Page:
Subscribe By RSS or Email

Error
  • hwdVideoShare is not installed, you can not use module ID .

Notice: Undefined variable: module in /mnt/data/vhosts/casite-535740.cloudaccess.net/httpdocs/plugins/content/plug_hwd_vs_videoplayer/plug_hwd_vs_videoplayer.php on line 105

Notice: Trying to get property of non-object in /mnt/data/vhosts/casite-535740.cloudaccess.net/httpdocs/plugins/content/plug_hwd_vs_videoplayer/plug_hwd_vs_videoplayer.php on line 105
Published on Wednesday, 05 November 2014 11:24
Print

SLFisher 630px 14 11 05“Small-scale fishers are powerless in the face of decisions taken at the level of states and international forums.” Picture shows a Sri Lankan fisherman casting his net into the sea at Cheddi Palayan, east of Colombo. Photo: AP

In Sri Lanka, encroachment by Indian trawlers, joint ventures with East Asian vessels and the recent EU ban on seafood exports have a common impact: they cripple small-scale fishers

On October 20, hundreds of angry fishers from south Sri Lanka protested in front of the Fisheries Ministry in Colombo against a European Union (EU) ban on seafood exports from Sri Lanka and the government’s promotion of joint ventures with East Asian fishing companies. Over the years, there have been numerous protests by Northern fishers against poaching by Indian trawlers. These are a reflection of a larger crisis in Sri Lankan fisheries; the fishers face dispossession and fear the end of their way of life.

More than 12 per cent of Sri Lanka’s total population — 2.4 out of 20 million — is dependent on the fisheries sector; in the Northern Province this is as high as 20 per cent. Fish provides a source of vital food security to the poor, with Sri Lankans on average eating 24 kg of fish per year.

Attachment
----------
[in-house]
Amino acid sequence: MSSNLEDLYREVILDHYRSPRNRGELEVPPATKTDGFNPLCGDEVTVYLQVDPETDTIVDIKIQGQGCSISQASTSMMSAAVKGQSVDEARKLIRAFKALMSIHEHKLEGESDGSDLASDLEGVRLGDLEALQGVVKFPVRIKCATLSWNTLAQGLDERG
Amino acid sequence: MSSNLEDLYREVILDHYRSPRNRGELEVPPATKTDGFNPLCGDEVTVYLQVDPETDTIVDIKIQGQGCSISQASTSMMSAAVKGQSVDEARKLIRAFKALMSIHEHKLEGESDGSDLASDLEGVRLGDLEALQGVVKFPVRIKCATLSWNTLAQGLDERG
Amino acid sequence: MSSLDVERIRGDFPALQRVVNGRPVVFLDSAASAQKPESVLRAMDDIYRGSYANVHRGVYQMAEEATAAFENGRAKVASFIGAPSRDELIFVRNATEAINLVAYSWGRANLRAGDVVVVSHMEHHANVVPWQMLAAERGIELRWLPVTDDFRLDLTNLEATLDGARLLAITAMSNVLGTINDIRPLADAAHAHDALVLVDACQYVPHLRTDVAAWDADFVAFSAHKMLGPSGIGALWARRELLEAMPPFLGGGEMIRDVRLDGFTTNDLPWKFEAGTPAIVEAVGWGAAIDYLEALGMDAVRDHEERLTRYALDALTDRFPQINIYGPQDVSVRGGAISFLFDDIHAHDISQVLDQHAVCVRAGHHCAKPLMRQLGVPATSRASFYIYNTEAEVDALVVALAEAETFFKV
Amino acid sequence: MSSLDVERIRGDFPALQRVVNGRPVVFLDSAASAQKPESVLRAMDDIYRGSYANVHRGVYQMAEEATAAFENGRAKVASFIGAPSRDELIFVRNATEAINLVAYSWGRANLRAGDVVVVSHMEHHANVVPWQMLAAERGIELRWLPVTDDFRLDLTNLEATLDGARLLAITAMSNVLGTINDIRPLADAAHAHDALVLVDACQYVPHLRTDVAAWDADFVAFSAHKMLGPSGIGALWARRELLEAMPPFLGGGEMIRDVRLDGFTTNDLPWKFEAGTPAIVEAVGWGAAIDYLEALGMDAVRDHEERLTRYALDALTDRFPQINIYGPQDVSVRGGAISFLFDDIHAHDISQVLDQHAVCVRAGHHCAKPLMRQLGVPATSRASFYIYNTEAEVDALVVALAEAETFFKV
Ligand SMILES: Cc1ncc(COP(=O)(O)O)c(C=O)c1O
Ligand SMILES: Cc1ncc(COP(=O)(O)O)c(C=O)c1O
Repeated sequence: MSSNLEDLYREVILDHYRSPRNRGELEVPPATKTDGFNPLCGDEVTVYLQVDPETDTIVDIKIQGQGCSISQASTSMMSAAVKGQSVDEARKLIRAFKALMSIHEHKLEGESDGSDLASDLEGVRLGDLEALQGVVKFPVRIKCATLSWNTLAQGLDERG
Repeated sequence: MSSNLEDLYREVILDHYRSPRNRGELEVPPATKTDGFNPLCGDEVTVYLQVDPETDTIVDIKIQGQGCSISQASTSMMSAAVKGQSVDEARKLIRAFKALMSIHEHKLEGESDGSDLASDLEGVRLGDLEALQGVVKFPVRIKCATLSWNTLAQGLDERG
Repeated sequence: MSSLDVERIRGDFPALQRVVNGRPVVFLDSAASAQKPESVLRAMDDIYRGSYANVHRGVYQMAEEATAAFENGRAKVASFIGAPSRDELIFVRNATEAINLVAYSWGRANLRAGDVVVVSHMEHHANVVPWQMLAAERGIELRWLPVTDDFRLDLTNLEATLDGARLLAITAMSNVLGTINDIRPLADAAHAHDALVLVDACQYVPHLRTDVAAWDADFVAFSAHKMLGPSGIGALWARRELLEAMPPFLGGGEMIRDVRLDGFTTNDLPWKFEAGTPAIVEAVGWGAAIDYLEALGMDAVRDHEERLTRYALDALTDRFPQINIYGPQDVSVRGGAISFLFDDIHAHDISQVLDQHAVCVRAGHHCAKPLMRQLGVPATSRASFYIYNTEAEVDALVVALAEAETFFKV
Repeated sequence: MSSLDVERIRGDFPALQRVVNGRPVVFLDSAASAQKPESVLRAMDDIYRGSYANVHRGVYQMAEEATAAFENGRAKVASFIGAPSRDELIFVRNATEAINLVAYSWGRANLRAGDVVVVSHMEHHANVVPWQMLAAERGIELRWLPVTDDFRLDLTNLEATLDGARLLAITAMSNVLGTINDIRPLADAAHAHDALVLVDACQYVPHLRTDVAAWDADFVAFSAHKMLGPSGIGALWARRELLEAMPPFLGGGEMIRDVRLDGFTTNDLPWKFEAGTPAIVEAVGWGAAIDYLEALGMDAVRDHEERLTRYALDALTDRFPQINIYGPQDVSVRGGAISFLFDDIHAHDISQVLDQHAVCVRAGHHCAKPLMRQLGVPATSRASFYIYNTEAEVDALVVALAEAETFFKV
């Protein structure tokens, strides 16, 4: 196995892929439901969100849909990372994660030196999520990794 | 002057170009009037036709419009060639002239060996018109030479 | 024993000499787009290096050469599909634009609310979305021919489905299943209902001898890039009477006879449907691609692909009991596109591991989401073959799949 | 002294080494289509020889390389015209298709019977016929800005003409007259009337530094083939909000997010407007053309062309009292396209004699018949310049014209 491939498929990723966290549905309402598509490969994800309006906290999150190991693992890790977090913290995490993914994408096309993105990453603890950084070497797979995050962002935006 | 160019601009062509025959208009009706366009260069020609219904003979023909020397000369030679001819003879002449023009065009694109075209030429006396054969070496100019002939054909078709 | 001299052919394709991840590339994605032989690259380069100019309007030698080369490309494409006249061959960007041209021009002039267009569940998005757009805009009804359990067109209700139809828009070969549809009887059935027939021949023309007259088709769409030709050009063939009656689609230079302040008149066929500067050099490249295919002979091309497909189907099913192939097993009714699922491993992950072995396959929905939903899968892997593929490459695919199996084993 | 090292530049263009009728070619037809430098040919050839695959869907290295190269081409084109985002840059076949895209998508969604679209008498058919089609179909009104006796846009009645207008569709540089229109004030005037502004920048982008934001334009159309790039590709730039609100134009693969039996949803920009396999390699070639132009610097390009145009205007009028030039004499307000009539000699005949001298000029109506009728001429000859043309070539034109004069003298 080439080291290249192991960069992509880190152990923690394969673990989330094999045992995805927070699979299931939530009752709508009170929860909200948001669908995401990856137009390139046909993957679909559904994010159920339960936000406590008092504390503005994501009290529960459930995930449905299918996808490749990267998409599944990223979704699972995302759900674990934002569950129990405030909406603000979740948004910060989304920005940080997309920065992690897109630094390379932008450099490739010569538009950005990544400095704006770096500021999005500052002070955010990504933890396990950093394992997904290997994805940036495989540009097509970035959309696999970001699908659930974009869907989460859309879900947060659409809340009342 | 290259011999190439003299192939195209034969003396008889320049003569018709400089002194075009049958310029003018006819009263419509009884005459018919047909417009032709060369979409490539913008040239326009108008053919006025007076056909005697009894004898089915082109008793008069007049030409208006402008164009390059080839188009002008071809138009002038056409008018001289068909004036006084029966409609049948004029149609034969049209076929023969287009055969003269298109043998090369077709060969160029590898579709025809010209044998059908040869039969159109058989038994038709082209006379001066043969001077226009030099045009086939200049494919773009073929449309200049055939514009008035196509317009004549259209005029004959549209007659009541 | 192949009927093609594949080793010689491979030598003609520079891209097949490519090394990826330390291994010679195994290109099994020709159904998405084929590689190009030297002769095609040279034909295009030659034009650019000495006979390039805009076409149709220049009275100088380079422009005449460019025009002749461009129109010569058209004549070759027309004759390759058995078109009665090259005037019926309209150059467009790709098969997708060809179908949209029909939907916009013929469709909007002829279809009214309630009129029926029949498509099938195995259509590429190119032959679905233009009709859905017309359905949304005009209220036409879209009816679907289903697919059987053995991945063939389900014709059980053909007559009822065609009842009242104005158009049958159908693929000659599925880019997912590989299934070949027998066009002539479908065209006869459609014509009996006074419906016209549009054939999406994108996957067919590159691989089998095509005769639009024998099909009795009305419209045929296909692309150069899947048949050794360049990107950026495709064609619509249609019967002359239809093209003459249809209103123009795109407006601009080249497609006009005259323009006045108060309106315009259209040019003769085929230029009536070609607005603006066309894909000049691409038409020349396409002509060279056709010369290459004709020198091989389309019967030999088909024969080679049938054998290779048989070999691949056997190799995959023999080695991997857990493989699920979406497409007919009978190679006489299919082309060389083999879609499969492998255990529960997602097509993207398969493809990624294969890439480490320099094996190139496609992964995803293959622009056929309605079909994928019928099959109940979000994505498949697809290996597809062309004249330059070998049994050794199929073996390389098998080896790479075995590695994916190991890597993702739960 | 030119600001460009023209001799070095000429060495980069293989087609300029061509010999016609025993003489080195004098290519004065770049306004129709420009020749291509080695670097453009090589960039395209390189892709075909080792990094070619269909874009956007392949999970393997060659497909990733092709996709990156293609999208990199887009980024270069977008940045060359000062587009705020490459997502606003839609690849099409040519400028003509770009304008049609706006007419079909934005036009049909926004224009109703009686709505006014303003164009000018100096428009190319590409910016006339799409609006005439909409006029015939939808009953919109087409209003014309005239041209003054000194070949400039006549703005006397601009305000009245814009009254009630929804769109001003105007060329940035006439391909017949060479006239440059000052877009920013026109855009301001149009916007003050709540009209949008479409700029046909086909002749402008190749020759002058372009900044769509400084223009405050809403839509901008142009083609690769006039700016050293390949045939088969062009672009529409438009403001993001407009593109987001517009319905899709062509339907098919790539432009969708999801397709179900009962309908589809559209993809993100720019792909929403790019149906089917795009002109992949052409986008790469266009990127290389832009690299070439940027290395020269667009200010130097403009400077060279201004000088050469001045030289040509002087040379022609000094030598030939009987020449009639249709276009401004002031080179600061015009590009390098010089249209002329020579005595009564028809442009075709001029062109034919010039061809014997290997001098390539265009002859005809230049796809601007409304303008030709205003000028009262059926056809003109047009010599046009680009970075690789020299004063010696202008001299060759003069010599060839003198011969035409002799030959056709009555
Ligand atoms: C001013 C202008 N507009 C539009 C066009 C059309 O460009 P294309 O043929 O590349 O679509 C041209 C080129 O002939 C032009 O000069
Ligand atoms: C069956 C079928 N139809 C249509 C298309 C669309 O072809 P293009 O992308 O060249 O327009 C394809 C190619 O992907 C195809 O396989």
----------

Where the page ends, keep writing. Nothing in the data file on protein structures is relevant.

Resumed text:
Trawling by Tamil fishers

Fisheries in the North, recovering from a devastating war, are crippled by the persistent poaching by trawlers from Tamil Nadu. However, in Tamil Nadu, fishers and politicians have projected this issue as one of bona fide fishers being hauled by the Sri Lankan Navy.

Over the years, Indian trawlers have damaged expensive nets resulting in increased indebtedness of Northern fishers. And now, on the three days of the week when Indian trawlers venture into their waters, Northern fishers either stay home or go for smaller near-shore fishing. The result is a substantial loss of income.

Sadly, the Palk bay fishing conflict has become entangled in the politics of polarisation, without a solution for fishers’ livelihoods and Tamil Nadu’s overcapitalised trawler fleet.

SLFisher 600px 14 11 05

The Southern fishers of Sri Lanka involved in deep-sea fishing were relatively unhindered except for occasional arrests in the Indian waters. This deep-sea fishing fleet is famous throughout the world for deploying the relatively small 10-16 metre vessels packed with water, ice and rations; making journeys lasting weeks; and travelling thousands of km into the Indian Ocean in search of tuna and shark.

However, in a shocking development, the EU, on October 14, announced a ban on seafood imports from Sri Lanka, from January 15, 2015. This is likely to have severe economic consequences for Southern fishers, as 70 per cent of Sri Lanka’s fisheries exports are to Europe. The EU argues that Sri Lanka has failed to cooperate in eliminating illegal, unreported and unregulated (IUU) fishing. According to newspaper reports, the straw that broke the camel’s back and led to the ‘red card’ was the sighting of Sri Lankan-flagged fishing boats in the exclusive economic zone (EEZ) of Diego Garcia, a ‘British Indian Ocean Territory’.

What led to this development? One factor has been Sri Lanka’s questionable allocation of licences to relatively large East Asian fishing vessels. These joint ventures are linked to the overambitious targets for increased fish production, inspired by Sri Lanka’s post-war high growth development regime.